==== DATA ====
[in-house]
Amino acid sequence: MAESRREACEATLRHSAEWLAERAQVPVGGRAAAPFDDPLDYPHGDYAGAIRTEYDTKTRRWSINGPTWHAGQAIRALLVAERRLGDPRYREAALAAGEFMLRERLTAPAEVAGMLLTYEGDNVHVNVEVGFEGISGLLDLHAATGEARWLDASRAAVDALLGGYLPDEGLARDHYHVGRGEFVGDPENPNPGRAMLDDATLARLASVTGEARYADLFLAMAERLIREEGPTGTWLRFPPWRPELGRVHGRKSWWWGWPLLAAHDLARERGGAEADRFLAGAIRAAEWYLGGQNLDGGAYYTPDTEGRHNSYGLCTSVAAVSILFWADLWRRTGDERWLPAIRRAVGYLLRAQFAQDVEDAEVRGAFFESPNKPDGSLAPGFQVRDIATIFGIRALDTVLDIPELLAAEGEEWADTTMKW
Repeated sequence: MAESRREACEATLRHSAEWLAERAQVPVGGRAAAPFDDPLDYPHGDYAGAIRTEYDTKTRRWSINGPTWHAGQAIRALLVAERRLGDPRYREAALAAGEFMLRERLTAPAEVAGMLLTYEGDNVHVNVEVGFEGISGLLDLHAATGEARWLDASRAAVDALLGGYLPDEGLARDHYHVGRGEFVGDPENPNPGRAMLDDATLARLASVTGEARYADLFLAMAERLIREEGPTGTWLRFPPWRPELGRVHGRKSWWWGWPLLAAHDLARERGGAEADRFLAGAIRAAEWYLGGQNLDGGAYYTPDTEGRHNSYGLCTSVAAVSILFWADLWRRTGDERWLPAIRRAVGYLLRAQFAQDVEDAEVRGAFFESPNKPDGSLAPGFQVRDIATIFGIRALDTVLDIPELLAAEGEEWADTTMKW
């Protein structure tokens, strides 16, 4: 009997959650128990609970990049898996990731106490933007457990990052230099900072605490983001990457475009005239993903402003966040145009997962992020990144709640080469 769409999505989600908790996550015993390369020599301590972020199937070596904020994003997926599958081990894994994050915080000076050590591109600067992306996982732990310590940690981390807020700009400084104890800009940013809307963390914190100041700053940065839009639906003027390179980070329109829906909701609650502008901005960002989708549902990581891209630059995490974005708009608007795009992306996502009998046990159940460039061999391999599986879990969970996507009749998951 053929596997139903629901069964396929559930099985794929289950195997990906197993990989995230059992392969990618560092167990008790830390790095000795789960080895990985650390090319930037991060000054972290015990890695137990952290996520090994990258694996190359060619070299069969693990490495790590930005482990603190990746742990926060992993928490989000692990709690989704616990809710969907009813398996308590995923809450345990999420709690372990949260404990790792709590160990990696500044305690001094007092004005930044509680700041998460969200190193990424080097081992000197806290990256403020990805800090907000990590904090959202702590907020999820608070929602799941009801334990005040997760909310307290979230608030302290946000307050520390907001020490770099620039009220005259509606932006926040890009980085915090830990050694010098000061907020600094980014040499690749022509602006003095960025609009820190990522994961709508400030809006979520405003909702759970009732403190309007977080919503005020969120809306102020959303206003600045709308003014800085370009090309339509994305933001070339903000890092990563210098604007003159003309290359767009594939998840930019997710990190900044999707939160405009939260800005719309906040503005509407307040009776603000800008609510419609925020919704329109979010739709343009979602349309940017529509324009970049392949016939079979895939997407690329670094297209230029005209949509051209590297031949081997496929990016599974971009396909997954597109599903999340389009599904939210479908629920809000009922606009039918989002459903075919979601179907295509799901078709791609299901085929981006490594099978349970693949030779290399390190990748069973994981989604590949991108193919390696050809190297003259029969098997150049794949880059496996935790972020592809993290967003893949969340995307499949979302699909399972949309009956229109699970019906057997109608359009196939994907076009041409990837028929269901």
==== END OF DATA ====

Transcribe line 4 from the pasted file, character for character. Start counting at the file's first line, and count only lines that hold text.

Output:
């Protein structure tokens, strides 16, 4: 009997959650128990609970990049898996990731106490933007457990990052230099900072605490983001990457475009005239993903402003966040145009997962992020990144709640080469 769409999505989600908790996550015993390369020599301590972020199937070596904020994003997926599958081990894994994050915080000076050590591109600067992306996982732990310590940690981390807020700009400084104890800009940013809307963390914190100041700053940065839009639906003027390179980070329109829906909701609650502008901005960002989708549902990581891209630059995490974005708009608007795009992306996502009998046990159940460039061999391999599986879990969970996507009749998951 053929596997139903629901069964396929559930099985794929289950195997990906197993990989995230059992392969990618560092167990008790830390790095000795789960080895990985650390090319930037991060000054972290015990890695137990952290996520090994990258694996190359060619070299069969693990490495790590930005482990603190990746742990926060992993928490989000692990709690989704616990809710969907009813398996308590995923809450345990999420709690372990949260404990790792709590160990990696500044305690001094007092004005930044509680700041998460969200190193990424080097081992000197806290990256403020990805800090907000990590904090959202702590907020999820608070929602799941009801334990005040997760909310307290979230608030302290946000307050520390907001020490770099620039009220005259509606932006926040890009980085915090830990050694010098000061907020600094980014040499690749022509602006003095960025609009820190990522994961709508400030809006979520405003909702759970009732403190309007977080919503005020969120809306102020959303206003600045709308003014800085370009090309339509994305933001070339903000890092990563210098604007003159003309290359767009594939998840930019997710990190900044999707939160405009939260800005719309906040503005509407307040009776603000800008609510419609925020919704329109979010739709343009979602349309940017529509324009970049392949016939079979895939997407690329670094297209230029005209949509051209590297031949081997496929990016599974971009396909997954597109599903999340389009599904939210479908629920809000009922606009039918989002459903075919979601179907295509799901078709791609299901085929981006490594099978349970693949030779290399390190990748069973994981989604590949991108193919390696050809190297003259029969098997150049794949880059496996935790972020592809993290967003893949969340995307499949979302699909399972949309009956229109699970019906057997109608359009196939994907076009041409990837028929269901």